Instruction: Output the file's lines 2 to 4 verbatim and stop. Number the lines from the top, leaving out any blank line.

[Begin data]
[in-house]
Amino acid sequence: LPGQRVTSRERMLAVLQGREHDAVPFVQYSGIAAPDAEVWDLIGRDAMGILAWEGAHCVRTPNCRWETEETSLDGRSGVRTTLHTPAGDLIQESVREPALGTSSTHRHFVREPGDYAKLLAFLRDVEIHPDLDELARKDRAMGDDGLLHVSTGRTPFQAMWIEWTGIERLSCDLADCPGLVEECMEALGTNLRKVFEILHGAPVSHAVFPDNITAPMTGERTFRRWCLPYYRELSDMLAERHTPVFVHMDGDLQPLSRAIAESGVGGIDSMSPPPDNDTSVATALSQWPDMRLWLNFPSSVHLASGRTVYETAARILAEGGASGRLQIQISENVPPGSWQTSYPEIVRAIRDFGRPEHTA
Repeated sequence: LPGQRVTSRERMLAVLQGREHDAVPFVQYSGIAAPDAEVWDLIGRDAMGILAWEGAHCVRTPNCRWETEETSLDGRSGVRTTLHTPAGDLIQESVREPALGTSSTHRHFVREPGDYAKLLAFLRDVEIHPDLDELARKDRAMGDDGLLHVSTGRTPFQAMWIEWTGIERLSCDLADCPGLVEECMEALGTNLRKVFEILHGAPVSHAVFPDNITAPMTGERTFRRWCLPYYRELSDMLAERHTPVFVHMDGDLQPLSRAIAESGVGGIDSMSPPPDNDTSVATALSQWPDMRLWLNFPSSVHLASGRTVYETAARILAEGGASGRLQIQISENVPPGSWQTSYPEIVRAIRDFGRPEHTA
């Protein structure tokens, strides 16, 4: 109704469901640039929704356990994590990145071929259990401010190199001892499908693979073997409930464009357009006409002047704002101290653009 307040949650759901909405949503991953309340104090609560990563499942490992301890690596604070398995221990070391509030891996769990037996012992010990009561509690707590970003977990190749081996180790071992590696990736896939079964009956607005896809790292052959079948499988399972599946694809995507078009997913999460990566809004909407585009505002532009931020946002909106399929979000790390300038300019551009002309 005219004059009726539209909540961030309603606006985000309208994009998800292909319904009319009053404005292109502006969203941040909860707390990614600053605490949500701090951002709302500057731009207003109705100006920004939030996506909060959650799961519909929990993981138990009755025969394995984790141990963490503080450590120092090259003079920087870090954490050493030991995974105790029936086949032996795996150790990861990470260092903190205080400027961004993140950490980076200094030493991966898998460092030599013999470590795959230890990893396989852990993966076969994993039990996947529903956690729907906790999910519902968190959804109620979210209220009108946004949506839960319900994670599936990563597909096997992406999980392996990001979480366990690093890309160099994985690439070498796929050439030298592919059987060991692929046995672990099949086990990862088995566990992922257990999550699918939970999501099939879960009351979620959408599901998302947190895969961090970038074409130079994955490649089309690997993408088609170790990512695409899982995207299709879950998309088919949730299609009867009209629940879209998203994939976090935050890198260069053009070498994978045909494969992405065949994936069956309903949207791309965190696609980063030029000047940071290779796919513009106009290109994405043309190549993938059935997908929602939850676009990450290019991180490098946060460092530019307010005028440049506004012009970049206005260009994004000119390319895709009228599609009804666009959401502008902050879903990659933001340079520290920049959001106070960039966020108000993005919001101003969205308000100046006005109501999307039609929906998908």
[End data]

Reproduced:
Amino acid sequence: LPGQRVTSRERMLAVLQGREHDAVPFVQYSGIAAPDAEVWDLIGRDAMGILAWEGAHCVRTPNCRWETEETSLDGRSGVRTTLHTPAGDLIQESVREPALGTSSTHRHFVREPGDYAKLLAFLRDVEIHPDLDELARKDRAMGDDGLLHVSTGRTPFQAMWIEWTGIERLSCDLADCPGLVEECMEALGTNLRKVFEILHGAPVSHAVFPDNITAPMTGERTFRRWCLPYYRELSDMLAERHTPVFVHMDGDLQPLSRAIAESGVGGIDSMSPPPDNDTSVATALSQWPDMRLWLNFPSSVHLASGRTVYETAARILAEGGASGRLQIQISENVPPGSWQTSYPEIVRAIRDFGRPEHTA
Repeated sequence: LPGQRVTSRERMLAVLQGREHDAVPFVQYSGIAAPDAEVWDLIGRDAMGILAWEGAHCVRTPNCRWETEETSLDGRSGVRTTLHTPAGDLIQESVREPALGTSSTHRHFVREPGDYAKLLAFLRDVEIHPDLDELARKDRAMGDDGLLHVSTGRTPFQAMWIEWTGIERLSCDLADCPGLVEECMEALGTNLRKVFEILHGAPVSHAVFPDNITAPMTGERTFRRWCLPYYRELSDMLAERHTPVFVHMDGDLQPLSRAIAESGVGGIDSMSPPPDNDTSVATALSQWPDMRLWLNFPSSVHLASGRTVYETAARILAEGGASGRLQIQISENVPPGSWQTSYPEIVRAIRDFGRPEHTA
């Protein structure tokens, strides 16, 4: 109704469901640039929704356990994590990145071929259990401010190199001892499908693979073997409930464009357009006409002047704002101290653009 307040949650759901909405949503991953309340104090609560990563499942490992301890690596604070398995221990070391509030891996769990037996012992010990009561509690707590970003977990190749081996180790071992590696990736896939079964009956607005896809790292052959079948499988399972599946694809995507078009997913999460990566809004909407585009505002532009931020946002909106399929979000790390300038300019551009002309 005219004059009726539209909540961030309603606006985000309208994009998800292909319904009319009053404005292109502006969203941040909860707390990614600053605490949500701090951002709302500057731009207003109705100006920004939030996506909060959650799961519909929990993981138990009755025969394995984790141990963490503080450590120092090259003079920087870090954490050493030991995974105790029936086949032996795996150790990861990470260092903190205080400027961004993140950490980076200094030493991966898998460092030599013999470590795959230890990893396989852990993966076969994993039990996947529903956690729907906790999910519902968190959804109620979210209220009108946004949506839960319900994670599936990563597909096997992406999980392996990001979480366990690093890309160099994985690439070498796929050439030298592919059987060991692929046995672990099949086990990862088995566990992922257990999550699918939970999501099939879960009351979620959408599901998302947190895969961090970038074409130079994955490649089309690997993408088609170790990512695409899982995207299709879950998309088919949730299609009867009209629940879209998203994939976090935050890198260069053009070498994978045909494969992405065949994936069956309903949207791309965190696609980063030029000047940071290779796919513009106009290109994405043309190549993938059935997908929602939850676009990450290019991180490098946060460092530019307010005028440049506004012009970049206005260009994004000119390319895709009228599609009804666009959401502008902050879903990659933001340079520290920049959001106070960039966020108000993005919001101003969205308000100046006005109501999307039609929906998908």